It may not be so surprising that many workers want to make a change. Employees have been having to take on more responsibility and hours was layoffs continue during the recession. But Eric Lambert with Robert Half International says it’s best to leave on a good note, leaving ample notice.
“You know, write a formal letter, make sure that (you) type it up and give it to your immediate supervisor, HR department, of course. (You) never want to e-mail or text your resignation. Be to the point, ask what to expect in the final compensation package as you leave. And, you know, there may be a counter offer, and be prepared for that, as well. Even if you don’t want to accept a counter offer, tell your supervisor that you’re willing to consider it. Usually, you know, within 24 hours is what you want to get back to them on.”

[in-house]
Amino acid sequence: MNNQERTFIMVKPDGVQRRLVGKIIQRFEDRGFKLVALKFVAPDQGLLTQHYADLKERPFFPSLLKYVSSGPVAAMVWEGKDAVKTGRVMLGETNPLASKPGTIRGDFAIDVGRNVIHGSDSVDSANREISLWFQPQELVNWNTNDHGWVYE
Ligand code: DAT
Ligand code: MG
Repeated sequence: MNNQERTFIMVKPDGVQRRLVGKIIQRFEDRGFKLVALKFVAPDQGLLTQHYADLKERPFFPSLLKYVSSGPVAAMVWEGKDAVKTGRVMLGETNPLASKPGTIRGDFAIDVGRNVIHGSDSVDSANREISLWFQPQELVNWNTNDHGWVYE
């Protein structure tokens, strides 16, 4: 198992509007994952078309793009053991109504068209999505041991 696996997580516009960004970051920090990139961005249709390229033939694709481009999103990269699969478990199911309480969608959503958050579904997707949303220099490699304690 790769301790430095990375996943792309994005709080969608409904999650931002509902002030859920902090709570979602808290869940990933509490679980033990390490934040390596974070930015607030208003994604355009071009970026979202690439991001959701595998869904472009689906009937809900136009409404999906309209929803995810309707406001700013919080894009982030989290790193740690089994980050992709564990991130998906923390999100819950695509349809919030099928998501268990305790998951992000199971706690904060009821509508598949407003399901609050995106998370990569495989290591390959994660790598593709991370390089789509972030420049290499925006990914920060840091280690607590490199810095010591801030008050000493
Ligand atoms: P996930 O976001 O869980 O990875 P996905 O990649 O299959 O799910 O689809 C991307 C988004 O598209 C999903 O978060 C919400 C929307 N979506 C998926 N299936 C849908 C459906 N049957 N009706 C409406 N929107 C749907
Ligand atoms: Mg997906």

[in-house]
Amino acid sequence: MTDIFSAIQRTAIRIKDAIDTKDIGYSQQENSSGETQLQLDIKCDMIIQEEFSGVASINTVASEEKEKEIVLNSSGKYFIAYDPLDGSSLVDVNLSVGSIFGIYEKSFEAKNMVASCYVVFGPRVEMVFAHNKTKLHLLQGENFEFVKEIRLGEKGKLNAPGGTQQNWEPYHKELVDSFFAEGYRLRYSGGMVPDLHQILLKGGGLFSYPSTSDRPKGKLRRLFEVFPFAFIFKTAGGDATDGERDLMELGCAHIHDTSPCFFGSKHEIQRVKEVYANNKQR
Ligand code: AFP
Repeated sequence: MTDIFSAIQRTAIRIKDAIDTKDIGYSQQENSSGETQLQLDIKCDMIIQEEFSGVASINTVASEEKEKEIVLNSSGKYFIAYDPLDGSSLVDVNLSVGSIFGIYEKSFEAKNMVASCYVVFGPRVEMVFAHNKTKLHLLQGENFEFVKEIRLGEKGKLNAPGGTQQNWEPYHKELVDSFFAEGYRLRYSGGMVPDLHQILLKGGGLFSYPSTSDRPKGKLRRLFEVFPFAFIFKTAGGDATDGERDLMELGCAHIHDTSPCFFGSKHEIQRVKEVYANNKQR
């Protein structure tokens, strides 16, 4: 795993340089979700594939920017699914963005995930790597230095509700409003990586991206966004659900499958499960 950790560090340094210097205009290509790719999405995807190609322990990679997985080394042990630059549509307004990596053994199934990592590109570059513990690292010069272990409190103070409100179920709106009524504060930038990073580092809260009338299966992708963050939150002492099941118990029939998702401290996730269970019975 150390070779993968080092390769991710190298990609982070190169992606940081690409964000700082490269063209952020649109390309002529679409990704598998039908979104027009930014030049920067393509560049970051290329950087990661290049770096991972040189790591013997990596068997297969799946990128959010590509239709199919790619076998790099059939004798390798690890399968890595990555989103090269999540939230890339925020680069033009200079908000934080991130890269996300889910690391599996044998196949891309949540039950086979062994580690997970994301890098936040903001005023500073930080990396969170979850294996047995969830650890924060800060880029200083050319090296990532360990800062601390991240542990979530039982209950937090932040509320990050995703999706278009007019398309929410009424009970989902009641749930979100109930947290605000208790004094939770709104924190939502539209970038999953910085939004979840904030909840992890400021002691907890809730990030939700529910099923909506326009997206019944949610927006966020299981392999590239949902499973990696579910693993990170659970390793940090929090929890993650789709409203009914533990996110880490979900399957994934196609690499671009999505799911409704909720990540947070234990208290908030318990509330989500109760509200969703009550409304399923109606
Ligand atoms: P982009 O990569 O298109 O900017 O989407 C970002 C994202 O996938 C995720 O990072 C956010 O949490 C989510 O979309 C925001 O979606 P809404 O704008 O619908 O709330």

The standard notice is two weeks.
“Depending on the position that you’re in, you may need to give more time for transition, but you don’t ever want to check out prematurely. You always want to stay positive. You know, on your last day, take time to say goodbye to all your colleagues and supervisors. Smile, shake hands, say thank you. It doesn’t have to be a, you know, a negative. And, you know, you always want to leave and make sure that you get a good reference from your current employer for your next job.”
Don’t be surprised if the employer wants to cut ties immediately, for security or competitive reasons. Lambert says these exit rules are applicable whether you’re heading for greener pastures or you’ve been let go.